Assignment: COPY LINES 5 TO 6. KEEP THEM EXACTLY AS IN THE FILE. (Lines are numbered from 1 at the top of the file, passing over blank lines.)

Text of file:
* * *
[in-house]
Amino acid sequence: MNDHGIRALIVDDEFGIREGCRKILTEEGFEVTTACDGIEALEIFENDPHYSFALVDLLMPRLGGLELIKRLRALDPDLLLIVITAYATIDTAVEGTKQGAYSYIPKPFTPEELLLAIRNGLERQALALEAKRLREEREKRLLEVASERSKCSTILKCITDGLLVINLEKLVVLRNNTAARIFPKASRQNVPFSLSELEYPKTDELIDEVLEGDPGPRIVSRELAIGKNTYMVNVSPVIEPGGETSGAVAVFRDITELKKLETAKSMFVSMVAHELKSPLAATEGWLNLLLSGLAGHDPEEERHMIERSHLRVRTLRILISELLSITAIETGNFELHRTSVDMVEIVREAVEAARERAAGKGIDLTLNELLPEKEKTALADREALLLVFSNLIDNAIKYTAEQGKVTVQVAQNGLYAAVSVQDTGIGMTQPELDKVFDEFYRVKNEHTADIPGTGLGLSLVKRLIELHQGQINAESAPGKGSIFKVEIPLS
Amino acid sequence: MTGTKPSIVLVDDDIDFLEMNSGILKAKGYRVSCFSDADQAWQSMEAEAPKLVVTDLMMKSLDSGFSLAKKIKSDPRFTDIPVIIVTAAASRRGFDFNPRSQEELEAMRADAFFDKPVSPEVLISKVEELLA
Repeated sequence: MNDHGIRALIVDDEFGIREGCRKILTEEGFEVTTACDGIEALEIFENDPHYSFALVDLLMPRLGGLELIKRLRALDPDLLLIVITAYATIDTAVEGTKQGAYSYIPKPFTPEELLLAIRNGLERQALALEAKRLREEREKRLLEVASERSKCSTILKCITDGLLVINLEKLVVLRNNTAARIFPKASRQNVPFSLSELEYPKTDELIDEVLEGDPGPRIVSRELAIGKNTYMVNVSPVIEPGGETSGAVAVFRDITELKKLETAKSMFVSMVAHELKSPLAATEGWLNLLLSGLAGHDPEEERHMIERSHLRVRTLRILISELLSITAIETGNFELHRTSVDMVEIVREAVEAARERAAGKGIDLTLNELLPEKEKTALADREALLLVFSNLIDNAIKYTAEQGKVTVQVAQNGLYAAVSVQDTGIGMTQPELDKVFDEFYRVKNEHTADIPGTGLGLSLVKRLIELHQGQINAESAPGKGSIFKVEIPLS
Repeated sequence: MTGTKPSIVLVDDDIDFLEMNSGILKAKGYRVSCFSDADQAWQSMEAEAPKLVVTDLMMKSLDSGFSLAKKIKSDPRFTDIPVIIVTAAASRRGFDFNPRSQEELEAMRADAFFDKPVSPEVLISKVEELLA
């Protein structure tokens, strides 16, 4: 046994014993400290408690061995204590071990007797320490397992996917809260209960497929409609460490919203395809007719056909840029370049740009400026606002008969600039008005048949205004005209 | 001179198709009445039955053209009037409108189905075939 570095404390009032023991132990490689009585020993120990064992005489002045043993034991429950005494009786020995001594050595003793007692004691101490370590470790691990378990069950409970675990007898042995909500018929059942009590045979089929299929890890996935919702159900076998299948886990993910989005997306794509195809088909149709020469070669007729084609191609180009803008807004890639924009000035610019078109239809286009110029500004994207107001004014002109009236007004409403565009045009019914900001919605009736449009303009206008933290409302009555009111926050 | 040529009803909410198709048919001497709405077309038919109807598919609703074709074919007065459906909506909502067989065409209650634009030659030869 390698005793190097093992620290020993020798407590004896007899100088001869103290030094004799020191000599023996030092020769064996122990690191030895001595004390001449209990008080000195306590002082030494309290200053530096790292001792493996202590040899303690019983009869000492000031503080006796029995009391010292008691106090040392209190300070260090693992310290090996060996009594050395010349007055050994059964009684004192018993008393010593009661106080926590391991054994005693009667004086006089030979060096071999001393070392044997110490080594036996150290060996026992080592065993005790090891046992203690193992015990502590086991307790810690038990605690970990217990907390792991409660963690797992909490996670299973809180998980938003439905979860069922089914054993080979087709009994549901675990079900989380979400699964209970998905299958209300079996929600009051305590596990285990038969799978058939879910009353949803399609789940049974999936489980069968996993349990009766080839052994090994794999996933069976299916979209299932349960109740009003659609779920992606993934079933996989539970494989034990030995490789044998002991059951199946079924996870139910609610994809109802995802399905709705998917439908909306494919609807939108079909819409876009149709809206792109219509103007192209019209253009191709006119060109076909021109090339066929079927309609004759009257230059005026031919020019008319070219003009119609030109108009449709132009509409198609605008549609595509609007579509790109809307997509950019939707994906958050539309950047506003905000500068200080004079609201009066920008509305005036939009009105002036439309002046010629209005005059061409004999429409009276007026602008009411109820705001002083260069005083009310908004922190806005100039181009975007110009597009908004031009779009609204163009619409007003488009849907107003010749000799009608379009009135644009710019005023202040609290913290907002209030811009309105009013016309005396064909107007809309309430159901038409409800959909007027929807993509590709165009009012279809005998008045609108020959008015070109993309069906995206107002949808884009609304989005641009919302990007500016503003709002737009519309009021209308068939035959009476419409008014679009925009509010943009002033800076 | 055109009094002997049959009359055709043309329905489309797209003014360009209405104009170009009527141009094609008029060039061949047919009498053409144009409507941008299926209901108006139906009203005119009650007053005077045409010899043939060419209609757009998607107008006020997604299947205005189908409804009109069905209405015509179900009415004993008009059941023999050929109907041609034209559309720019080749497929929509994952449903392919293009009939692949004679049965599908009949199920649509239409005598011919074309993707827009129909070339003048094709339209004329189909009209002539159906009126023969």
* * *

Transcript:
Repeated sequence: MTGTKPSIVLVDDDIDFLEMNSGILKAKGYRVSCFSDADQAWQSMEAEAPKLVVTDLMMKSLDSGFSLAKKIKSDPRFTDIPVIIVTAAASRRGFDFNPRSQEELEAMRADAFFDKPVSPEVLISKVEELLA
């Protein structure tokens, strides 16, 4: 046994014993400290408690061995204590071990007797320490397992996917809260209960497929409609460490919203395809007719056909840029370049740009400026606002008969600039008005048949205004005209 | 001179198709009445039955053209009037409108189905075939 570095404390009032023991132990490689009585020993120990064992005489002045043993034991429950005494009786020995001594050595003793007692004691101490370590470790691990378990069950409970675990007898042995909500018929059942009590045979089929299929890890996935919702159900076998299948886990993910989005997306794509195809088909149709020469070669007729084609191609180009803008807004890639924009000035610019078109239809286009110029500004994207107001004014002109009236007004409403565009045009019914900001919605009736449009303009206008933290409302009555009111926050 | 040529009803909410198709048919001497709405077309038919109807598919609703074709074919007065459906909506909502067989065409209650634009030659030869 390698005793190097093992620290020993020798407590004896007899100088001869103290030094004799020191000599023996030092020769064996122990690191030895001595004390001449209990008080000195306590002082030494309290200053530096790292001792493996202590040899303690019983009869000492000031503080006796029995009391010292008691106090040392209190300070260090693992310290090996060996009594050395010349007055050994059964009684004192018993008393010593009661106080926590391991054994005693009667004086006089030979060096071999001393070392044997110490080594036996150290060996026992080592065993005790090891046992203690193992015990502590086991307790810690038990605690970990217990907390792991409660963690797992909490996670299973809180998980938003439905979860069922089914054993080979087709009994549901675990079900989380979400699964209970998905299958209300079996929600009051305590596990285990038969799978058939879910009353949803399609789940049974999936489980069968996993349990009766080839052994090994794999996933069976299916979209299932349960109740009003659609779920992606993934079933996989539970494989034990030995490789044998002991059951199946079924996870139910609610994809109802995802399905709705998917439908909306494919609807939108079909819409876009149709809206792109219509103007192209019209253009191709006119060109076909021109090339066929079927309609004759009257230059005026031919020019008319070219003009119609030109108009449709132009509409198609605008549609595509609007579509790109809307997509950019939707994906958050539309950047506003905000500068200080004079609201009066920008509305005036939009009105002036439309002046010629209005005059061409004999429409009276007026602008009411109820705001002083260069005083009310908004922190806005100039181009975007110009597009908004031009779009609204163009619409007003488009849907107003010749000799009608379009009135644009710019005023202040609290913290907002209030811009309105009013016309005396064909107007809309309430159901038409409800959909007027929807993509590709165009009012279809005998008045609108020959008015070109993309069906995206107002949808884009609304989005641009919302990007500016503003709002737009519309009021209308068939035959009476419409008014679009925009509010943009002033800076 | 055109009094002997049959009359055709043309329905489309797209003014360009209405104009170009009527141009094609008029060039061949047919009498053409144009409507941008299926209901108006139906009203005119009650007053005077045409010899043939060419209609757009998607107008006020997604299947205005189908409804009109069905209405015509179900009415004993008009059941023999050929109907041609034209559309720019080749497929929509994952449903392919293009009939692949004679049965599908009949199920649509239409005598011919074309993707827009129909070339003048094709339209004329189909009209002539159906009126023969």